Image Compression and Performance
Optimizing images means making them load faster at a minimum visual quality loss. This mainly includes manipulating image format and quality. A right balance of those helps improving conversions and bounce rates; it positively affects your SEO ranking.
- Changing Image Format,
- Changing Image Quality,
- Implementing Multi-Scan Images,
- Controlling ICC Profile Size (helps cut file size),
To understand which Image Transformations provide the most impact on optimizing your product pages, use PageDetox, our tool for analyzing and optimizing image performance.
Converts an image to one of the following formats:
jpeg— JPEG is a lossy image format (good compression, good for photos). JPEG doesn’t support an alpha channel, hence you can use the
setfilloperation that sets a background color. All browsers support JPEG.
png— PNG is a lossless format (good compression only for graphics) with alpha channel support. Supported by all browsers.
webp— WebP is a modern image format that supports alpha channel and lossy compression. The format is good for all kinds of images but supported by a limited number of browsers.
auto— the image format used for content delivery is set according to the presence of an alpha channel in your input and capabilities of a client.
Technically, the default behavior of
auto is about always trying to deliver WebP images based on checking the
Accept header. We do it if a client supports the
image/webp MIME-type and you are running the default Uploadcare setup with our storage and the default CDN domain,
Transparent, size is equal
to the opaque one.
-/format/auto/, there is another way to control which image format is delivered to a client. In HTML 5, you can force the browser to automatically choose a WebP image version over others. This is done by using
<picture>. Simply, wrap your
<img> element with
<picture> and add
<source> having its type set to
type="image/webp". Compatible browsers will then automatically load the WebP image version; others will take either JPEG or PNG.
<source srcset="//ucarecdn.com/:uuid/:operations/-/format/webp/" type="image/webp">
Sets the level of image quality that affects file sizes and hence loading speeds and volumes of generated traffic.
quality works with JPEG and WebP images.
When your input and output are both JPEGs and no destructive operations are applied, your output image quality is limited to the initial input quality: when you upload a highly compressed image, you can use the
normal setting or go even higher, but it will not affect neither your compression settings nor file size.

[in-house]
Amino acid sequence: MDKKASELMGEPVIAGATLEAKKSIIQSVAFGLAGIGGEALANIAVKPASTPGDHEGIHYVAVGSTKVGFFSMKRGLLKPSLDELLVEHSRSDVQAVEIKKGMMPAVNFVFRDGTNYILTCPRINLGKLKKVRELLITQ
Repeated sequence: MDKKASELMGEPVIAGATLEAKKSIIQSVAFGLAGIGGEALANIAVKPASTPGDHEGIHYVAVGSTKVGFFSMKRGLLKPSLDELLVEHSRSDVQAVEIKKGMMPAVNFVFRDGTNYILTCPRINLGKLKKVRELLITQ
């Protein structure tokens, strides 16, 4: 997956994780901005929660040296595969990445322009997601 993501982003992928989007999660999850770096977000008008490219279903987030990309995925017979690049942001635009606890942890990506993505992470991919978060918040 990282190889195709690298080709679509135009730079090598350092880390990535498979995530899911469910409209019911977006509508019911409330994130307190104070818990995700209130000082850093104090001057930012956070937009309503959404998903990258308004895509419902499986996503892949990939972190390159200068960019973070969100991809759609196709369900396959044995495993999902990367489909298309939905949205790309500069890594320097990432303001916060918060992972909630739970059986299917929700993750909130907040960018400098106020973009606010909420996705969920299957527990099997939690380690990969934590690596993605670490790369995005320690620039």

normal— the default setting, suits most cases.
better— can be used to render relatively small and detailed previews. ≈125% file size compared to
best— useful for hi-res images, when you want to get perfect quality without paying much attention to file sizes. ≈170% file size.
lighter— useful when applied to relatively large images to save traffic without significant losses in quality. ≈80% file size.
lightest— useful for retina resolutions, when you don’t have to worry about the quality of each pixel. ≈50% file size.
Returns a progressive image. In progressive images, data are compressed in multiple passes of progressively higher detail. This is ideal for large images that will be displayed while downloading over a slow connection allowing a reasonable preview after receiving only a portion of the data. The operation does not affect non-JPEG images; does not force image formats to
:number stands for the maximum allowed ICC profile size in kilobytes.
ICC profile defines how colors in the images should be interpreted and displayed on your screen. Each image can optionally have an embedded ICC profile. If no ICC profile is embedded in an image, its profile should be treated as sRGB. Most of the images on the internet are stored in the sRGB color space, and that's why they don't include any profile embeds.
The problem with some ICC profiles is they can be huge and take up to several megabytes. While the degree of such profiles influencing image representations may not be that great. We solve the extra size problem by getting rid of ICC profiles larger than 10 KB (10240 bytes). Most of the common profiles (sRGB, Display P3, ProPhoto, Adobe RGB, Apple RGB) are below this limit.
max_icc_size operation allows changing this threshold. For example,
-/max_icc_size/0/ will always strip a color profile from an image, while
-/max_icc_size/1024/ allows keeping ICC profiles up to one megabyte in size.